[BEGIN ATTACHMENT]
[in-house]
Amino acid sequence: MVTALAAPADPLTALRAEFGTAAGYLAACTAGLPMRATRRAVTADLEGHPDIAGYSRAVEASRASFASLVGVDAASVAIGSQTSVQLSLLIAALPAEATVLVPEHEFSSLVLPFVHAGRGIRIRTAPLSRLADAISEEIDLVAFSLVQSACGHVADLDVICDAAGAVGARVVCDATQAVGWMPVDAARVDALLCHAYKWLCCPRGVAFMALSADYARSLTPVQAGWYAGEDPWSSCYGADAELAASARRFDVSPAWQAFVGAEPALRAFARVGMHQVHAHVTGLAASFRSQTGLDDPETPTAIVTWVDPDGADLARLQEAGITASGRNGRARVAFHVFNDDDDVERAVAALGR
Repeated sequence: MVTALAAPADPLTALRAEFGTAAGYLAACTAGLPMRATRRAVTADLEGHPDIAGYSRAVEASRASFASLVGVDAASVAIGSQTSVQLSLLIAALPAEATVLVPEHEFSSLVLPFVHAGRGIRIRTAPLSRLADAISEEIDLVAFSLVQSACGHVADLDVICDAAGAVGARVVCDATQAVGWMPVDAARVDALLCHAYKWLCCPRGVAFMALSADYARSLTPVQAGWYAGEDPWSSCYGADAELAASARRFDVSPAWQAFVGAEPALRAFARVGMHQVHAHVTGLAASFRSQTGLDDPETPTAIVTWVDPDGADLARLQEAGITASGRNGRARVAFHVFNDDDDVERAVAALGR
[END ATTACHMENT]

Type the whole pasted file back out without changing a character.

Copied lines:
[in-house]
Amino acid sequence: MVTALAAPADPLTALRAEFGTAAGYLAACTAGLPMRATRRAVTADLEGHPDIAGYSRAVEASRASFASLVGVDAASVAIGSQTSVQLSLLIAALPAEATVLVPEHEFSSLVLPFVHAGRGIRIRTAPLSRLADAISEEIDLVAFSLVQSACGHVADLDVICDAAGAVGARVVCDATQAVGWMPVDAARVDALLCHAYKWLCCPRGVAFMALSADYARSLTPVQAGWYAGEDPWSSCYGADAELAASARRFDVSPAWQAFVGAEPALRAFARVGMHQVHAHVTGLAASFRSQTGLDDPETPTAIVTWVDPDGADLARLQEAGITASGRNGRARVAFHVFNDDDDVERAVAALGR
Repeated sequence: MVTALAAPADPLTALRAEFGTAAGYLAACTAGLPMRATRRAVTADLEGHPDIAGYSRAVEASRASFASLVGVDAASVAIGSQTSVQLSLLIAALPAEATVLVPEHEFSSLVLPFVHAGRGIRIRTAPLSRLADAISEEIDLVAFSLVQSACGHVADLDVICDAAGAVGARVVCDATQAVGWMPVDAARVDALLCHAYKWLCCPRGVAFMALSADYARSLTPVQAGWYAGEDPWSSCYGADAELAASARRFDVSPAWQAFVGAEPALRAFARVGMHQVHAHVTGLAASFRSQTGLDDPETPTAIVTWVDPDGADLARLQEAGITASGRNGRARVAFHVFNDDDDVERAVAALGR